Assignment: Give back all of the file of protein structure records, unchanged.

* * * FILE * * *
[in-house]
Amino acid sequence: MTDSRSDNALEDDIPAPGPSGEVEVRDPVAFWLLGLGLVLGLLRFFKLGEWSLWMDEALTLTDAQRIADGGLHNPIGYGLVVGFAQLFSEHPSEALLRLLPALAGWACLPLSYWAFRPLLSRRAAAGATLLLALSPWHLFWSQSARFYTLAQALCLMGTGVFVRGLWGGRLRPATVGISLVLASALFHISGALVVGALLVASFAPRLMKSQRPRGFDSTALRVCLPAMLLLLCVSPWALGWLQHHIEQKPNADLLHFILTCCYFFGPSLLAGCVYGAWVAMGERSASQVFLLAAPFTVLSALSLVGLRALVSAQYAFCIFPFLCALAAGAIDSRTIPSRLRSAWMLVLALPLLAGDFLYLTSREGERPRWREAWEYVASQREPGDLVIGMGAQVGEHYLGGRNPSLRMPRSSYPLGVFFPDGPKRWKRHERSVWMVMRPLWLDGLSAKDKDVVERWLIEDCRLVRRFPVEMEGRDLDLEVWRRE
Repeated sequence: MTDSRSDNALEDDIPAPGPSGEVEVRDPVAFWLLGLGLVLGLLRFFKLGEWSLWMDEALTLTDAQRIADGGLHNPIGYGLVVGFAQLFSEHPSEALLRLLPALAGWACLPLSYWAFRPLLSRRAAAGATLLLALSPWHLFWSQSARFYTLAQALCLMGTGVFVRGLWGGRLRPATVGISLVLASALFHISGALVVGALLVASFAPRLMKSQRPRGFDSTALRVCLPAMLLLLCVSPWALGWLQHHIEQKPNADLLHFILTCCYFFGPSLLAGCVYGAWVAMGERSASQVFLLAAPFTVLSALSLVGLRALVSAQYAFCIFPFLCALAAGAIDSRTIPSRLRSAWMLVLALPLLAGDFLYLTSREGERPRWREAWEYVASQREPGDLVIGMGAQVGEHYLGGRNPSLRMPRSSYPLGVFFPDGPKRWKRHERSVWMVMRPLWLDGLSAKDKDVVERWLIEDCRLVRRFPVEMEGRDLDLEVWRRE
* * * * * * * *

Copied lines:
[in-house]
Amino acid sequence: MTDSRSDNALEDDIPAPGPSGEVEVRDPVAFWLLGLGLVLGLLRFFKLGEWSLWMDEALTLTDAQRIADGGLHNPIGYGLVVGFAQLFSEHPSEALLRLLPALAGWACLPLSYWAFRPLLSRRAAAGATLLLALSPWHLFWSQSARFYTLAQALCLMGTGVFVRGLWGGRLRPATVGISLVLASALFHISGALVVGALLVASFAPRLMKSQRPRGFDSTALRVCLPAMLLLLCVSPWALGWLQHHIEQKPNADLLHFILTCCYFFGPSLLAGCVYGAWVAMGERSASQVFLLAAPFTVLSALSLVGLRALVSAQYAFCIFPFLCALAAGAIDSRTIPSRLRSAWMLVLALPLLAGDFLYLTSREGERPRWREAWEYVASQREPGDLVIGMGAQVGEHYLGGRNPSLRMPRSSYPLGVFFPDGPKRWKRHERSVWMVMRPLWLDGLSAKDKDVVERWLIEDCRLVRRFPVEMEGRDLDLEVWRRE
Repeated sequence: MTDSRSDNALEDDIPAPGPSGEVEVRDPVAFWLLGLGLVLGLLRFFKLGEWSLWMDEALTLTDAQRIADGGLHNPIGYGLVVGFAQLFSEHPSEALLRLLPALAGWACLPLSYWAFRPLLSRRAAAGATLLLALSPWHLFWSQSARFYTLAQALCLMGTGVFVRGLWGGRLRPATVGISLVLASALFHISGALVVGALLVASFAPRLMKSQRPRGFDSTALRVCLPAMLLLLCVSPWALGWLQHHIEQKPNADLLHFILTCCYFFGPSLLAGCVYGAWVAMGERSASQVFLLAAPFTVLSALSLVGLRALVSAQYAFCIFPFLCALAAGAIDSRTIPSRLRSAWMLVLALPLLAGDFLYLTSREGERPRWREAWEYVASQREPGDLVIGMGAQVGEHYLGGRNPSLRMPRSSYPLGVFFPDGPKRWKRHERSVWMVMRPLWLDGLSAKDKDVVERWLIEDCRLVRRFPVEMEGRDLDLEVWRRE